Choosing a divorce or paternity lawyer can be difficult. Each lawyer is different and you and a particular lawyer may or may not work well together. Consider these recommendations when you need to chose a divorce lawyer.
Where should I receive recommendations for a divorce lawyer or paternity lawyer? I’m looking for one of the best divorce lawyers in the area but don’t know where to turn.
The best resource is usually a lawyer local to the area who knows the other lawyers who concentrate their practice in the area of family law. Those lawyers will generally have a handle on the lawyers who are well respected by judges and who provide quality services for their clients. This is usually your best resource to find a good divorce lawyer or custody lawyer.
What does it take to be a good lawyer?
Hype. Don’t buy into hype. Looking through websites, you will see descriptions where divorce firms promise “aggressive” representation, “exceptional” services, premiums representation, etc. These terms in fact do not promise anything.
Also don’t be overly impressed by a lawyer being on only one “best” list. Some “lists” are more reliable than others. The oldest listing of lawyers is the Martindale-Hubbell Law Directory. It lists virtually all the lawyers in the United States. The listings also appear on the web at www.martindale.com. Martindale-Hubbell, on the basis of grading by other local lawyers and local judges, grades lawyers A, B and C. A are about the top 5 percent, B about the next 20 to 25 percent and C and not graded are the rest. When I make a referral for a lawyer outside Illinois we often rely on Martindale-Hubbell, Best Lawyers in America, as well as the Fellows in the American Academy of Matrimonial Lawyers.
The first thing you should look for in a professional person is that they are smart. The fact that a person has a professional education, title and license does not mean the person is smart. The old medical school joke is, “What do they call a person who graduates last in his class from medical school?” They call him doctor. A person can be educated, without being smart. Having frequently employed lawyers to serve in my firm I know I cannot teach “smart.” They either have it or they do not. Look for “smart” in a lawyer.
Also look for experience in a lawyer. A good lawyer is not only smart in terms of native intelligence, but the lawyer is also “street smart” on account of having life experiences.
This is probably the best way to determine who is a good lawyer. The best place to seek recommendations about a lawyer is from professional people with whom you have dealt, the clergy, medical professionals, real estate sales people, accountants, insurance sales people etc. Most of these professionals have dealt with lawyers on a professional to professional basis. Lawyers are an excellent source of referral to other lawyers. If, for example, you dealt with a lawyer on a real estate transaction or for a will and now need a divorce lawyer, you should ask this lawyer for a referral.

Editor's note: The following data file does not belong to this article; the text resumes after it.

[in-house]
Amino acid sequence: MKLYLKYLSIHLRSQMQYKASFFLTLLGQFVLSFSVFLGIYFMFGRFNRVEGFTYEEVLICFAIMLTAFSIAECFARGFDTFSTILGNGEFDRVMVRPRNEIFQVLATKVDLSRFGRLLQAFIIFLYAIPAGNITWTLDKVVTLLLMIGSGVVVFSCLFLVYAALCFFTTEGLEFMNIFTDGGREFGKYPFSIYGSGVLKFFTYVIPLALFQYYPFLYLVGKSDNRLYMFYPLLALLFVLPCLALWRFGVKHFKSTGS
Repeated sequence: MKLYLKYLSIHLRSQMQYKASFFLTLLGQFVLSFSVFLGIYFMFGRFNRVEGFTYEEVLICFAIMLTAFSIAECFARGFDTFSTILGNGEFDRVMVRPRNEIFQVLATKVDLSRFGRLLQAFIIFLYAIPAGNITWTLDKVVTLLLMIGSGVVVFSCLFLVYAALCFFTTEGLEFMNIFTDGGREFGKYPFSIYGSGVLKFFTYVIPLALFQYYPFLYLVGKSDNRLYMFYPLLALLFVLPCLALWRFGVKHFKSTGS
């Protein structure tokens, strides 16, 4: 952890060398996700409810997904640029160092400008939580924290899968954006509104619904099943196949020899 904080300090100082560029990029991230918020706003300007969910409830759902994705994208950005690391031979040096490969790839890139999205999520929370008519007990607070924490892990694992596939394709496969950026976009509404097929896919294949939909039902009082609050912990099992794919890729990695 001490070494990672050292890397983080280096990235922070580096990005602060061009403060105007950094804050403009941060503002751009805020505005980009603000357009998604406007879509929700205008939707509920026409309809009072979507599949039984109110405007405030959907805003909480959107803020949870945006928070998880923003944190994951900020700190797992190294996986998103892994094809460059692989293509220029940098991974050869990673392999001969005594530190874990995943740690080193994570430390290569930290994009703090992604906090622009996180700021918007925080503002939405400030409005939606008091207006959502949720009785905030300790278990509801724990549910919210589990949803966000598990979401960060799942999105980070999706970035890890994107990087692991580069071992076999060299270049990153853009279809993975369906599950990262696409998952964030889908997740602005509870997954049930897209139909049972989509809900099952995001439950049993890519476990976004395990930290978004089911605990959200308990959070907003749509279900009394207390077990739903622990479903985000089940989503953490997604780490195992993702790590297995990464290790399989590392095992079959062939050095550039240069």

Friends who have employed a lawyer for the same purpose as you are seeking a lawyer may also be a good resource. Determine, however, if your friend who hired a lawyer in connection with a divorce had the same type of divorce problem that you did.
You will notice if you read the yellow pages, and other advertising that lawyers never state (or never should state) that they specialize in a certain area of law. While Illinois law recognizes specialties in medicine, it does not recognize specialties in lawyers, except patent and admiralty law. Lawyers may, however, publish they “limit” their practice to a certain field of law, or that the lawyer’s practice is “concentrated” in certain areas of law. Because Illinois law does not recognize specialization by lawyers, the fact that a lawyer’s practice is “limited” to a certain area, or “concentrated” in certain areas, does not mean, as a matter of law, that the lawyer has specialized knowledge in an area of law. However, Illinois family law is complex requiring a knowledge of many different facets of the law that applies to divorce or parentage cases. So, one should look to a matrimonial lawyer who limits or concentrates his or her practice to family law.
A lawyer must have a reputation for integrity, that is, for telling the truth. A lawyer’s word must be the lawyer’s bond. Judges and other lawyers must be able to rely on the representations of the lawyer, whether it is what the law is on a particular subject, or what the facts are. A lawyer’s reputation for integrity may be known in the community, and will certainly be known by other lawyers.
What about going to court? Should the lawyer that I interview with be the lawyer who would handle contested court proceedings?
Some divorce lawyers will not handle contested evidentiary hearings or trials. One concern is whether the lawyer with whom you interview will be the same lawyer who would try your case. It is true that if you interview with one lawyer, another lawyer may be quite capable of trying your case or representing you at contested hearings. However, it is not efficient for one lawyer to exclusively handle court proceedings while another lawyer would handle non-court matters. The concern is that often something can get “lost in the translation” and attorney’s fees may be higher in the long run if you hire such a law firm.
I have heard about men’s rights or father’s rights firms? Since I am a father who is seeking custody, should I hire a “men’s rights” lawyer?
There are capable “father’s rights” lawyers. However, I have found that good “father’s rights” lawyers use this title only as a marketing tool to get business. I believe that there should not be such things as “men’s rights” lawyers or “women’s rights” lawyers. Instead, a good family lawyer will be equally capable of handling a worthy custody case – whether he or she represents the man or woman.